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USA: Calif.’s tougher ZEV mandate sparks new market for clean-air credits

A new front is opening in the emerging market for electric vehicles — not for selling cars, but for credits required to meet clean-air rules.

Starting this year, California is requiring the biggest automakers to sell increasing numbers of “zero-emission vehicles,” or ZEVs, such as pure-electric, plug-in hybrid and hydrogen-powered autos. Companies that fail to meet their quotas have the option of buying ZEV credits from rivals that exceed their targets.

Nissan Motor Co. says it may sell credits earned in the past two years from its battery-powered Leaf, the best-selling all-electric car in the United States.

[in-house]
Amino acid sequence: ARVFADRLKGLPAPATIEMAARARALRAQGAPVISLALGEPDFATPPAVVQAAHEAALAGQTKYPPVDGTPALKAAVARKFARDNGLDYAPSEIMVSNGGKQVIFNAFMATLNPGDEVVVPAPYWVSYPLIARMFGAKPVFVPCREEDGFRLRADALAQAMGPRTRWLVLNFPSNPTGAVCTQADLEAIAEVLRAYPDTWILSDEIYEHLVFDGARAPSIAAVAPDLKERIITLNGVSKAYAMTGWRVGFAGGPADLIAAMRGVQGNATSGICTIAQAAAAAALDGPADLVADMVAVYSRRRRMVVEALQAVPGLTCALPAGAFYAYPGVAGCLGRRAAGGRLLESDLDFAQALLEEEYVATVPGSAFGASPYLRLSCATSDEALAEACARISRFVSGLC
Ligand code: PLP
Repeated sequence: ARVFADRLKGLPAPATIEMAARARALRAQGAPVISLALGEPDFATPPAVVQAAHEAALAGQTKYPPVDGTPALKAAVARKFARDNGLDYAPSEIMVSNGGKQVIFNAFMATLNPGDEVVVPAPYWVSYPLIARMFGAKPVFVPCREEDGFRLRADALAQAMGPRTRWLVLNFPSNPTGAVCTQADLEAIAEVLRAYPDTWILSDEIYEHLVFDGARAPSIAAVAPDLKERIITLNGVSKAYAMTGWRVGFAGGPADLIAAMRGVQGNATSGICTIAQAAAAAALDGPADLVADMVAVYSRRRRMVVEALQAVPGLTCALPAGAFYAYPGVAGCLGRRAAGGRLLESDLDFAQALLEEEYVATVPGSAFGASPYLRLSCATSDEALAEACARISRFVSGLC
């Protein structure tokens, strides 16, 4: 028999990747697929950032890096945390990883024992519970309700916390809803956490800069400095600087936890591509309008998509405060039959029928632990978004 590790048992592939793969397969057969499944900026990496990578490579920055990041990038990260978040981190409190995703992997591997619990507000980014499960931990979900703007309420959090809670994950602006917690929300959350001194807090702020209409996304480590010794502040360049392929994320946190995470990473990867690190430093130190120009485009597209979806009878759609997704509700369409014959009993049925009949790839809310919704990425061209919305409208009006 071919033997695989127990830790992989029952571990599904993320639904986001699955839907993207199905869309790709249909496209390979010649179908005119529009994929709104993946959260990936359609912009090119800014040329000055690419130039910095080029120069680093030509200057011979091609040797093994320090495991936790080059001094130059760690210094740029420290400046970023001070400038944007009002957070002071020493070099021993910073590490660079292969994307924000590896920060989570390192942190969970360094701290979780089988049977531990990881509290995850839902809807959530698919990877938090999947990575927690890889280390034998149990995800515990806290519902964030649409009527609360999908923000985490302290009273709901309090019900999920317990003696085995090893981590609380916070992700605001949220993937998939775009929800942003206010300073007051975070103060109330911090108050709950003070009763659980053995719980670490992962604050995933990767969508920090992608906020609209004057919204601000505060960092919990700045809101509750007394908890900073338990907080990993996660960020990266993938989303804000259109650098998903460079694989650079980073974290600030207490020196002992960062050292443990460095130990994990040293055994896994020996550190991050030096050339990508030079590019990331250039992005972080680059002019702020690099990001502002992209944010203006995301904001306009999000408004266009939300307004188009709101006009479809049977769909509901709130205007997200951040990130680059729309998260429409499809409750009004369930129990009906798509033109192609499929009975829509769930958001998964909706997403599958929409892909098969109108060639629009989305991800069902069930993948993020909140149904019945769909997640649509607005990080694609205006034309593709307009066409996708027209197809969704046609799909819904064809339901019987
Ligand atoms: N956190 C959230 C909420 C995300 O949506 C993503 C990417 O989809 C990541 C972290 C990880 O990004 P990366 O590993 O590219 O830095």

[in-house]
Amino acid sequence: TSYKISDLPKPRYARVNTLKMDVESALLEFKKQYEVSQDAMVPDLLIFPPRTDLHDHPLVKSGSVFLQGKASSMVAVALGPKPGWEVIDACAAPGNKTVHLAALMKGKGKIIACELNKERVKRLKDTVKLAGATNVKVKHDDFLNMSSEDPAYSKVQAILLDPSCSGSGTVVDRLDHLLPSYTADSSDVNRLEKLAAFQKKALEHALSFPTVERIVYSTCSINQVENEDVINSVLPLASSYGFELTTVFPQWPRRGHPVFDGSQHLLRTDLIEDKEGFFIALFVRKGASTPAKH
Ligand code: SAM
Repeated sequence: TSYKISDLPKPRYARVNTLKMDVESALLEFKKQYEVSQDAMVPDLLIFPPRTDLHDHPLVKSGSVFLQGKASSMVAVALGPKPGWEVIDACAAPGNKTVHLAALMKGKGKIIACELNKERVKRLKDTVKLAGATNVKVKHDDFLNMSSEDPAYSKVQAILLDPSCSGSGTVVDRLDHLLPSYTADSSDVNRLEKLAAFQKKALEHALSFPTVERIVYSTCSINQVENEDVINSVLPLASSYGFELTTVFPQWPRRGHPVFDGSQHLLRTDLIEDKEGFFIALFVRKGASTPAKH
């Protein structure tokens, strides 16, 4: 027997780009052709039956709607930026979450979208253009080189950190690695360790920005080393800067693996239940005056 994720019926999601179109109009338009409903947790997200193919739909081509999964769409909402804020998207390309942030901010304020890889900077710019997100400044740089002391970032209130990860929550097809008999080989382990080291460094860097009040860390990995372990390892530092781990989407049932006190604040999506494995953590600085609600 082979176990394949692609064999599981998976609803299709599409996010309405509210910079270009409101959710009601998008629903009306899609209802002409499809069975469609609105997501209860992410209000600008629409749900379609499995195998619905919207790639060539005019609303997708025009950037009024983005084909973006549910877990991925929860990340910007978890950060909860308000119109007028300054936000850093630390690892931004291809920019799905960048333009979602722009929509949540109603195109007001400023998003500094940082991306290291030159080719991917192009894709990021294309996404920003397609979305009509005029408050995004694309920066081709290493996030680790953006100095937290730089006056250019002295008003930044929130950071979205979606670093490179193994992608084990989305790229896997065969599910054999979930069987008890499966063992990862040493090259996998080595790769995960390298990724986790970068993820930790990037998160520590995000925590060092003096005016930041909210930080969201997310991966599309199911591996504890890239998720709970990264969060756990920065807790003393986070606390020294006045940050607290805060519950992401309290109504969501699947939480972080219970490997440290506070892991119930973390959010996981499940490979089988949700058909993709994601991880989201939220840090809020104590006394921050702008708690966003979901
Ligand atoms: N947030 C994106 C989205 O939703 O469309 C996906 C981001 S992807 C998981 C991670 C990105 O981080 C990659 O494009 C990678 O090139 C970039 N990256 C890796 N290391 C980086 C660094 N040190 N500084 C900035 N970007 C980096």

“We are in a fortunate position of having positive credit, so that’s obviously something we are able to look at,” Andy Palmer, an executive vice president, said Tuesday at the carmaker’s headquarters in Yokohama, Japan. “We are exploring some plans, but we haven’t announced anything yet.”

Tesla Motors Inc., the startup led by billionaire Elon Musk, revealed in a June 2010 filing that it had sold credits to Honda Motor Co. and another automaker it didn’t identify. Tesla didn’t disclose the number of credits sold or the price.


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